A California priest was suspended from his duties Monday when several bags of cash discovered after a car accident led to officials uncovering what they say is a prolonged history of theft in which the preacher fleeced his flock for more than $95,000.
The alleged embezzlement scheme was uncovered after a June 19 car accident in which Father Oscar Alejandro Diaz Canchola, 56, sustained a broken hip. Before being rushed to the hospital for surgery, Canchola was asked by paramedics if there was anything in his car that needed to be transported with him.
Canchola reportedly said that there were several bags in the car filled with cash, which he described as his “salary,” Bishop Robert Vasa of the Diocese of Santa Rosa said in a news release.
Once in the emergency room, hospital staff contacted police because one employee reported feeling “uncomfortable with the volume of cash” in Canchola’s possession.
Vasa said the police then called him and instructed staff to take custody of the money in question and “to account for it, for possible criminal prosecution.”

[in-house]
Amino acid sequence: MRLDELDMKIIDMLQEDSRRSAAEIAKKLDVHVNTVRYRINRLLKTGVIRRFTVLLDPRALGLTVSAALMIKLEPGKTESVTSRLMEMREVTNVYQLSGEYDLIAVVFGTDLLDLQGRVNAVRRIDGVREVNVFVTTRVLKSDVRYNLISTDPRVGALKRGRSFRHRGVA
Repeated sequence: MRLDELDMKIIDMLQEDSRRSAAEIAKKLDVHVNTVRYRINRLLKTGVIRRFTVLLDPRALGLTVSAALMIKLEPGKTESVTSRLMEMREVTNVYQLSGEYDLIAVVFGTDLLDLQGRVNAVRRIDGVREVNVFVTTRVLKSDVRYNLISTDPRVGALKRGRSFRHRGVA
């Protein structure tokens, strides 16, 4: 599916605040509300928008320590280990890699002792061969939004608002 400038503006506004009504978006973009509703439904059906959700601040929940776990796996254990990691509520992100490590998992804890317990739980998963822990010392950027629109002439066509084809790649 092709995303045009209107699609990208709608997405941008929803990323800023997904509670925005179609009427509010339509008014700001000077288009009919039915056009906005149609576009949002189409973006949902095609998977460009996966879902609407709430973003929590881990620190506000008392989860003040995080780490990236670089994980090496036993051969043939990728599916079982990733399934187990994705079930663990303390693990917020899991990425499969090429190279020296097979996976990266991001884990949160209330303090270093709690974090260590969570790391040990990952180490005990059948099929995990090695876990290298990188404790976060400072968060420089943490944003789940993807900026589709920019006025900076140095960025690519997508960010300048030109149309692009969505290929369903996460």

Police turned over the money, which amounted to $18,305.86, to the church.
The bags that the money was found in were security bags associate with the Parish Collections at Resurrection Parish. Some were dated and some indicated they were either from a “first” or “second” collection.
Suspicious that more money might have been in Canchola’s possession, Vasa visited his parish on June 24 and reportedly found 10 to 12 more bags and an envelope in his desk drawer with over $10,000 cash. Vasa said he was contacted by parish staff prior to his arrival and was told that Canchola had called to ask the money be deposited.
Vasa also entered the rectory where Canchola lived and reportedly found even more security bags.
“The bags, some of which were dated, show systematic theft at Resurrection Parish from September 2018 through June 2019. The total value of the cash found in the car, the office and the house is in excess of $95,000,” Vasa said.
He said he eventually confronted Canchola who allegedly confessed to the theft.
“The full extent of the theft is not known and may never be fully known but the Diocese is committed to determining as fully as possible the extent of the theft from each of these parishes,” Vasa said in a separate news release Monday.
Vasa said he wanted to pursue criminal prosecution of the case but was advised by the police that establishing proof of theft would be difficult based on church “protocols surrounding collection.” Private investigation into the matter would be too costly, he added.
Canchola has been suspended from his “priestly ministry,” Vasa said before adding that his “future is uncertain.”